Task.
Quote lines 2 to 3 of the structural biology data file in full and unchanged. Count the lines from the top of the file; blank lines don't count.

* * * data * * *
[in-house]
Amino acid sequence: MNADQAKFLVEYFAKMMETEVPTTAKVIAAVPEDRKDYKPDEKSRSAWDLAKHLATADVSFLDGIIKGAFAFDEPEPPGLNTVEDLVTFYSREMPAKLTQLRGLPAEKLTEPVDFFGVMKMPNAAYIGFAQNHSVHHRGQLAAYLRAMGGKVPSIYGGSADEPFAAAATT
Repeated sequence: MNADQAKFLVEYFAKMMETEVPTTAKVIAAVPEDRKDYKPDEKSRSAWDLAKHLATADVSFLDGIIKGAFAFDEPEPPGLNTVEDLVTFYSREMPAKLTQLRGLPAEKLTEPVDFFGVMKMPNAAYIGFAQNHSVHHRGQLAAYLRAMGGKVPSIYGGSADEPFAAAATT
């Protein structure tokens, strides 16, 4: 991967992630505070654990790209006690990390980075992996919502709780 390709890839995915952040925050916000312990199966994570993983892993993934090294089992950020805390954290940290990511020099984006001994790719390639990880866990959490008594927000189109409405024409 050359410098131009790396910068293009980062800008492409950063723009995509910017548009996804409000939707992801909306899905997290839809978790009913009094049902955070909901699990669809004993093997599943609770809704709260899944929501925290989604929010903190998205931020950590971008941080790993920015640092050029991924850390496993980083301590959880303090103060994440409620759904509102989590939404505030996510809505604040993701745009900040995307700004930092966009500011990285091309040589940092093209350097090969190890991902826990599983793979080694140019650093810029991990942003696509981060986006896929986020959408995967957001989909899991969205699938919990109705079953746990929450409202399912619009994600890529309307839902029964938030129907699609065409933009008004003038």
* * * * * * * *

Amino acid sequence: MNADQAKFLVEYFAKMMETEVPTTAKVIAAVPEDRKDYKPDEKSRSAWDLAKHLATADVSFLDGIIKGAFAFDEPEPPGLNTVEDLVTFYSREMPAKLTQLRGLPAEKLTEPVDFFGVMKMPNAAYIGFAQNHSVHHRGQLAAYLRAMGGKVPSIYGGSADEPFAAAATT
Repeated sequence: MNADQAKFLVEYFAKMMETEVPTTAKVIAAVPEDRKDYKPDEKSRSAWDLAKHLATADVSFLDGIIKGAFAFDEPEPPGLNTVEDLVTFYSREMPAKLTQLRGLPAEKLTEPVDFFGVMKMPNAAYIGFAQNHSVHHRGQLAAYLRAMGGKVPSIYGGSADEPFAAAATT